Giving up, or even wavering, is unthinkable. Rural children have it impressed on them from an early age how much their parents suffered to support their studies. They are told in no uncertain terms that they have a responsibility to honor their ancestors. There is no room for mistakes.

Rural Chinese honor their ancestors not by holding onto their homelands but by leaving them behind. Children are expected to leave their homes and rural communities and find success elsewhere. For top students, that means leveraging their studies to land promising jobs, thus repaying their parents’ emotional and financial investment in their educations. Through their own efforts, they must lift their families out of poverty and push them into a higher socioeconomic class. Because of that, the academic and professional path for rural children is necessarily a one-way road that takes them farther and farther away from their families. To return is to admit failure.

As a college student, I actually liked going back to my hometown. Unlike on campus, in my village I felt like a hero, one who had earned the respect and praise of my elders and neighbors. People would come up and greet me, asking, “So you’re back? For how long? When does school start?” Those short conversations distinctly conveyed my local community’s interest in my education, which only intensified after I left for school and through my doctoral studies.

Having been through a lot in the city, I considered returning to work close to home after my Ph.D. program, but I slowly realized that the glory and appeal of my academic achievement could only be maintained at a distance. Even though I was a local, my neighbors’ increasingly enthusiastic chatter about my life suggested that they now saw me as a stranger. In their world, my education had permanently severed me from the village. I could never come back and live the same life they did; I’d become a person of high social status, a model of educational success. Someone like that would never settle down in a village or make a living there.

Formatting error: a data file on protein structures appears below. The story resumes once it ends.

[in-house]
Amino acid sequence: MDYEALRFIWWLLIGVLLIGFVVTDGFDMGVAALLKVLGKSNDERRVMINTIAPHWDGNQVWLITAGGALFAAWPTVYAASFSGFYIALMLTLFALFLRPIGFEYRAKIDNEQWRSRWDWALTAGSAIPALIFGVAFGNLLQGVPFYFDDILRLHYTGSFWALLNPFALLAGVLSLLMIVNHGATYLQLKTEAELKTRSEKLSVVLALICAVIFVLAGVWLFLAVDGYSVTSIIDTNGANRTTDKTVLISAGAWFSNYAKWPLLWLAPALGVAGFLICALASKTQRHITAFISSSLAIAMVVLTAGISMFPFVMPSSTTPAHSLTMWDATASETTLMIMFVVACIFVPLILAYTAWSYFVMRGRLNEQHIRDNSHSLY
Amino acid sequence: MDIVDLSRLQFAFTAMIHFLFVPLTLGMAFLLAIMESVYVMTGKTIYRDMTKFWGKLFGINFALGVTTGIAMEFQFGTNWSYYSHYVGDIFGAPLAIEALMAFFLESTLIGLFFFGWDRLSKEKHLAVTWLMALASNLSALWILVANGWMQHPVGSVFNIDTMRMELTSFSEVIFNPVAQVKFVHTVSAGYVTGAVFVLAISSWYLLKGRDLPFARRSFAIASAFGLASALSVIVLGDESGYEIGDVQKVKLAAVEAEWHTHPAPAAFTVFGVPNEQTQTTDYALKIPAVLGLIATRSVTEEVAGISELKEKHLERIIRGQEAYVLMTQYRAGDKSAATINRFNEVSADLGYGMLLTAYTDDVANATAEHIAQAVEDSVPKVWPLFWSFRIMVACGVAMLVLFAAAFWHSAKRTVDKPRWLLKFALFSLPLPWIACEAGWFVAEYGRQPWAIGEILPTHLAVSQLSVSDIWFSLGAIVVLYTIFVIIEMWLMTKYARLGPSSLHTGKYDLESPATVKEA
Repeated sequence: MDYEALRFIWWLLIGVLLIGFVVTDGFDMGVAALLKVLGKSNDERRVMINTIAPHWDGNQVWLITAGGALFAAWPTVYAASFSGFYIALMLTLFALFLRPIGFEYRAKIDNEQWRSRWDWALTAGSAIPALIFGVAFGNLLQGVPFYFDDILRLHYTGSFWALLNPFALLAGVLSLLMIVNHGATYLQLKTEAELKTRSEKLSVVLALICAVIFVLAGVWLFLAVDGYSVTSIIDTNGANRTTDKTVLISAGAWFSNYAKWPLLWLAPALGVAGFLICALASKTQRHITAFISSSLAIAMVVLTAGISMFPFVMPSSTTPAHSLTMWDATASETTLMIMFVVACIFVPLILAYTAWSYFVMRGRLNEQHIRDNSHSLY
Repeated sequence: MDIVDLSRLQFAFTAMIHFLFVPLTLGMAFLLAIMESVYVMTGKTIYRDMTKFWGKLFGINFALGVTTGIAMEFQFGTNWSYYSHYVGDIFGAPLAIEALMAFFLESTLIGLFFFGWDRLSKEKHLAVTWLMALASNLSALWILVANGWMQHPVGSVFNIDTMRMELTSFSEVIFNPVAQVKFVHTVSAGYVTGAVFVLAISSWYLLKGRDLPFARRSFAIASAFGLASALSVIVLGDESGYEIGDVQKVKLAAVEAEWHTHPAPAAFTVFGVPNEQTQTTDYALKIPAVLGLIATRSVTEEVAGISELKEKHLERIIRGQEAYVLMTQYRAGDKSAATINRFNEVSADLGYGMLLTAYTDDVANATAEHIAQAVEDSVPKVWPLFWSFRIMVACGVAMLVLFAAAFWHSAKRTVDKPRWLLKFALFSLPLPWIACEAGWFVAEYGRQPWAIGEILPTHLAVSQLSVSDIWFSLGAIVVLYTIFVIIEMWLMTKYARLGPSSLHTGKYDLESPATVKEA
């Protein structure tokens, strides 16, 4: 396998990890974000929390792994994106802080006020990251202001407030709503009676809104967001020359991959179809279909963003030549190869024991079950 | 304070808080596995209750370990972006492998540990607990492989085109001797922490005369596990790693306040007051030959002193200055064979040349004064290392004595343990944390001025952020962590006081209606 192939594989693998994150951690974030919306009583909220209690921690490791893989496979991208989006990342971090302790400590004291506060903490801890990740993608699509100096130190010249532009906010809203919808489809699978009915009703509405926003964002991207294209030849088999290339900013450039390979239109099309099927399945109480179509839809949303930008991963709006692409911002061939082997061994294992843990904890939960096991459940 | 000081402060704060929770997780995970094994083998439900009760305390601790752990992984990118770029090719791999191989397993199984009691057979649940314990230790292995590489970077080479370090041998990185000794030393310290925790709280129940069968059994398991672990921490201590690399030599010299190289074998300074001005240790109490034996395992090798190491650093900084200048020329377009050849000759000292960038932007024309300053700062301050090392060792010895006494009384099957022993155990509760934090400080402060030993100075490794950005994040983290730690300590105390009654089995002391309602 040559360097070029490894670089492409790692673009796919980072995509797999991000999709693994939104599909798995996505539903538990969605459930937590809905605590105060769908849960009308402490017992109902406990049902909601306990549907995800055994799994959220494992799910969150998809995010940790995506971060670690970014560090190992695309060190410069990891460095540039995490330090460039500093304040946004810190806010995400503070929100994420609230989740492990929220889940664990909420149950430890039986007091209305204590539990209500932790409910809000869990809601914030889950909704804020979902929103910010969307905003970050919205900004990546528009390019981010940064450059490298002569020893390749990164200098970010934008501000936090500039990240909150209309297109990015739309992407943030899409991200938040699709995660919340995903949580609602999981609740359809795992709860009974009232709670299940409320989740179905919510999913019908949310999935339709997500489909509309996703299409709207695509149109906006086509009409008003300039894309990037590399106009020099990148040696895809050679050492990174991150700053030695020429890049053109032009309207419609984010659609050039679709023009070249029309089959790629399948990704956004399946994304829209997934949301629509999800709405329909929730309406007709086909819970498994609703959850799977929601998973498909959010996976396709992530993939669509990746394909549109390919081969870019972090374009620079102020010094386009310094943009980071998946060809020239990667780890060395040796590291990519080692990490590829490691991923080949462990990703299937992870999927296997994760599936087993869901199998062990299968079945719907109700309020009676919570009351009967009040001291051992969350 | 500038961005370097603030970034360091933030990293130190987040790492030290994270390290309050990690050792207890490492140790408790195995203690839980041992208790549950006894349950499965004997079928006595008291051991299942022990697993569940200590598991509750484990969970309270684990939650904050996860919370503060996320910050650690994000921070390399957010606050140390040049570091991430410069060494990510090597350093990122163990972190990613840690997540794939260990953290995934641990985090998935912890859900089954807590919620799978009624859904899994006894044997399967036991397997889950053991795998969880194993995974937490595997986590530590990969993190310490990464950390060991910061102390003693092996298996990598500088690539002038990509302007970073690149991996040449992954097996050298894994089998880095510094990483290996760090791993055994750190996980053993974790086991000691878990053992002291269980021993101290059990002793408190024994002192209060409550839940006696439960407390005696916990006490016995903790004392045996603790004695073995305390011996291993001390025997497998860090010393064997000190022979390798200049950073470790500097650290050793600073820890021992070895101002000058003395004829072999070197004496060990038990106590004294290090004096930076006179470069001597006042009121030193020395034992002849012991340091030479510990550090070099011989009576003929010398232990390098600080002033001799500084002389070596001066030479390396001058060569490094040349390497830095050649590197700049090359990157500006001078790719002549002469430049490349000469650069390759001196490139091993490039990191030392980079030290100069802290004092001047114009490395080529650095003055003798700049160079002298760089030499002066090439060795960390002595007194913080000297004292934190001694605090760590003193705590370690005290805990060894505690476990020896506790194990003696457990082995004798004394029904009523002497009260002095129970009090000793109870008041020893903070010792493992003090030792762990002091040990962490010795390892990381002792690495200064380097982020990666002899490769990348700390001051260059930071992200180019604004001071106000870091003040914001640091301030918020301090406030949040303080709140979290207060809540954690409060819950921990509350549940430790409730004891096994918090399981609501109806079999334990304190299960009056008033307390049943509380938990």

Rural children are pushed out of local communities, but our families and elders remain. My parents were highly respected in our village due to my degrees and my decent job. My research suggests I am not an isolated case: If rural children succeed outside the village, whether academically, financially, or otherwise, then their parents are praised.

Life in the city is not always what we dreamed, but we still shoulder the burden of maintaining our families’ prestige back in the village. We are molded by the discipline necessary to succeed in the countryside, a discipline that is of little use once we leave, even as it pushes us farther and farther away from home.

This is the third in a series on rural education in China. Part one can be found here. Part two can be found here.

Wang Zhaoxin is an assistant professor at Zhejiang Normal University’s College of Law and Political Science.

Translator: Katherine Tse; editors: Cai Yiwen and Kilian O’Donnell.

(Header image: Seniors attend a rally ahead of the college entrance exam in Zhumadian, Henan province, 2019. Wang Xiangyang/VCG)